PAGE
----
’08 was a strange year for Hip-Hop, one of it’s biggest stars was exposed as a former corrections officer, another decided to stop rapping in favor of robotic singing and a third attempted to release an album with a title so offensive it was eventually released with no title at all. Declining album sales caused most labels to release less music than in years past, however these same declining album sales caused artists to tour extensively (these guys have to eat one way or the other), which created maybe the best year for live rap shows in history (for a rundown see the previous post “Live Shows 2008”). Kids continued to wear skinny jeans, trade in their Air Forces for Supras and devour “ringtone music” like there was no tomorrow, while older heads, myself included, tried to tell them that they had it all wrong (note: this is exactly the way our older friends and family looked at us and laughed when we told them how great Biggie, Wu-Tang and Mobb Deep were when they were still listening to Big Daddy Kane and LL). And through all this chaos one man dominated the year to a level we haven’t seen since 50 Cent exploded into the national spotlight half a decade ago.
I’m going to list my top 5 albums of the year with full knowledge that “the album” is a dying (arguably already dead) art form and that digital downloading, ringtones, youtube and mixtapes have made the idea of releasing a collection of songs with a coherent concept almost as obsolete as 8-Track Tapes.
FIVE: Murs-Murs For President
While it may have seemed like the underground took a year off in 2008, mainly because labels like Def Jux, Rhymesayers and Stones Throw all had limited output, underground champ Murs signed to a major, got spots on MTV during the Democratic National Convention and seemed poised to be the next big thing. While fans of this west coast MC eagerly awaited his new album and his impending crossover to the mainstream (mainly so we could tell our friends “I told you so”), the label completely dropped the ball during the last few weeks of promotion by releasing no videos and putting the slickly packaged “Murs For President” in stores the same day as T.I.’s obvious smash “Paper Trail.”
Lack of sales and promotions aside, as they should be, this record is solid from beginning to end. Murs connects with 9th Wonder for a few soul-drenched, introspective masterpieces and most of the attempts at mainstream acceptance are not that bad. There are two collaborations that feel forced (“Lookin’ Fly” with Will I Am and “Time is Now” with Snoop Dogg) however, dwelling on these two slightly flawed efforts takes away from appreciating another banger from the west coast’s best kept secret.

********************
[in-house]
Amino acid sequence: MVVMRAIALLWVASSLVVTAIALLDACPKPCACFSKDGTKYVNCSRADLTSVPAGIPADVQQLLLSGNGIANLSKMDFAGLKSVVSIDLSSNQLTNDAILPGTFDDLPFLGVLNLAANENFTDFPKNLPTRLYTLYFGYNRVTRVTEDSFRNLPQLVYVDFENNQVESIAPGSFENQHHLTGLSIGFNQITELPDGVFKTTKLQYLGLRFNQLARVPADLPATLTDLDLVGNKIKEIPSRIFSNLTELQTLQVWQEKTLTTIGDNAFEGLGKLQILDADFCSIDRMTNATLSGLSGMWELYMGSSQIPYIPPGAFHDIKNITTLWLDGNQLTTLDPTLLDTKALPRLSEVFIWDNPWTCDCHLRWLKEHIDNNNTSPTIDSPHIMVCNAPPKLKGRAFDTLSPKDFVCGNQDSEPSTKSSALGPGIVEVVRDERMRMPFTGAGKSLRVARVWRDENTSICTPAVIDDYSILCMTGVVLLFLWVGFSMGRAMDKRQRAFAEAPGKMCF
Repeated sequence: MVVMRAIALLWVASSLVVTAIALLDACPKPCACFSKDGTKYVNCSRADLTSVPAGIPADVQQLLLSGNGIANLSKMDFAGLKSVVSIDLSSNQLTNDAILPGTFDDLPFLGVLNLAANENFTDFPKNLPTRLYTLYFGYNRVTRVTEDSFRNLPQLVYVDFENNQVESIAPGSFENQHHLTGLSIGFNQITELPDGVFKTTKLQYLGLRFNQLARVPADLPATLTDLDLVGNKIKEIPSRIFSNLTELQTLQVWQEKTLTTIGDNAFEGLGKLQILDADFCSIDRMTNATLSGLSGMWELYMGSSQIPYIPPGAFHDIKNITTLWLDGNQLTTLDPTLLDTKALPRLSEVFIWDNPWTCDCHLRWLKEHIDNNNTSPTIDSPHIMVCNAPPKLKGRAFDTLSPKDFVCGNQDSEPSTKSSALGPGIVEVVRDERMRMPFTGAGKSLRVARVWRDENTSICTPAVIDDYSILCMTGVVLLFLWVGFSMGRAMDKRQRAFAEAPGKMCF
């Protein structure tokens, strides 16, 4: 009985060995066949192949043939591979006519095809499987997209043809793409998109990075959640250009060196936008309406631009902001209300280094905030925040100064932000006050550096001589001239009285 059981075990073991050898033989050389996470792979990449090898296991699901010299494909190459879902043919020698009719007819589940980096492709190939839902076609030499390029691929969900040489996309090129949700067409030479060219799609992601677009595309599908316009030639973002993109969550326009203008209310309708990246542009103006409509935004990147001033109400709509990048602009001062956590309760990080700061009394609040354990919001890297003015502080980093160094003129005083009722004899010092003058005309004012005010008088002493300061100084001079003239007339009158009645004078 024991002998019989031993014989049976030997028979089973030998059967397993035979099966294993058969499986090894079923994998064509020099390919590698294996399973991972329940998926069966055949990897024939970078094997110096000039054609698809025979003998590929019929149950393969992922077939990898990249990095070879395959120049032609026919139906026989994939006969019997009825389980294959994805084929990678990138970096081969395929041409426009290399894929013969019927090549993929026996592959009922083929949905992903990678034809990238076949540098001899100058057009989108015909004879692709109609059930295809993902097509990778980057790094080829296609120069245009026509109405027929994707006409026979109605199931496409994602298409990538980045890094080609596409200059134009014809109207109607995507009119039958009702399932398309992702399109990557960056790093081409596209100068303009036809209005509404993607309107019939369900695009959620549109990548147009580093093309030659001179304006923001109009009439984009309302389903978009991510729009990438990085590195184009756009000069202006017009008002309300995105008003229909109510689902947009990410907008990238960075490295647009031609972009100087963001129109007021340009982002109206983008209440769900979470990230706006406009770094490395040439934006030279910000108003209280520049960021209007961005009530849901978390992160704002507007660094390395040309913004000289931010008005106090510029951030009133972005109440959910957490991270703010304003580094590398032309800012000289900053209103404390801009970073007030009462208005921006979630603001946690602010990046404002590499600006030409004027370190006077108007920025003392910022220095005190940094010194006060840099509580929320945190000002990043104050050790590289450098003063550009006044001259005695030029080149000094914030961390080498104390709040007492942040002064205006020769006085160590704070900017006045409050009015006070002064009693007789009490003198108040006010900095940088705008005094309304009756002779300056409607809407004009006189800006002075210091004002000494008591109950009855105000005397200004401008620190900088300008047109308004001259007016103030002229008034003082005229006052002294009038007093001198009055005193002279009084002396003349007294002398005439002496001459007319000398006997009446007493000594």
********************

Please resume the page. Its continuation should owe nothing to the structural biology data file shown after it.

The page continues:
FOUR: The Roots-Rising Down
Hip-Hop’s best band finally release an album that captures the energy and intensity of their live shows. This was my favorite Roots album in years (maybe since 1999’s “Things Fall Apart”). The guest appearances all work, the lyrics are focused on addressing themes, as opposed to just extended freestyle sessions over live beats and the album is a testament to how powerful that “East Coast Sound” can be. The fact that this record sold poorly may be an indication that this sound is dead in today’s marketplace, but as long as people are willing to make it,I will be willing to buy (and not download) it. Also, this album was the only good thing to come out of Philadelphia in the previous 12 months.
THREE: Lupe Fiasco-The Cool
Technically released at the very end of 2007, but having most of it’s impact felt in ’08, Lupe’s second album filled that huge, gaping hole you have in your soul from listening to grown men sing about strippers and money into a machine that makes them sound like robots. From the crossover hit “Superstar” that warns of the trappings of fame to the ‘effin brilliant “Hip-Hop Saved My Life” which explains why some rappers act like buffoons, this album was awesome from intro to outro.
Nas rebounded from 2006’s weak “Hip-Hop is Dead” with this extended study of race relations in America and the effects of the most controversial word in the English language. Standouts like “Hero,” “Sly Fox” and “Fried Chicken” expand on various themes related to racism and the effect on not only Nas, but our society has a whole. While I don’t agree with everything he says (threatening to tie up Bill O’Reilly is just silly), I applaud his ability to incorporate complex topics into songs that are still listenable. If you think Hip-Hop lost it’s social conscience and yearn for the days of BDP and Public Enemy, this record should fill some of that void.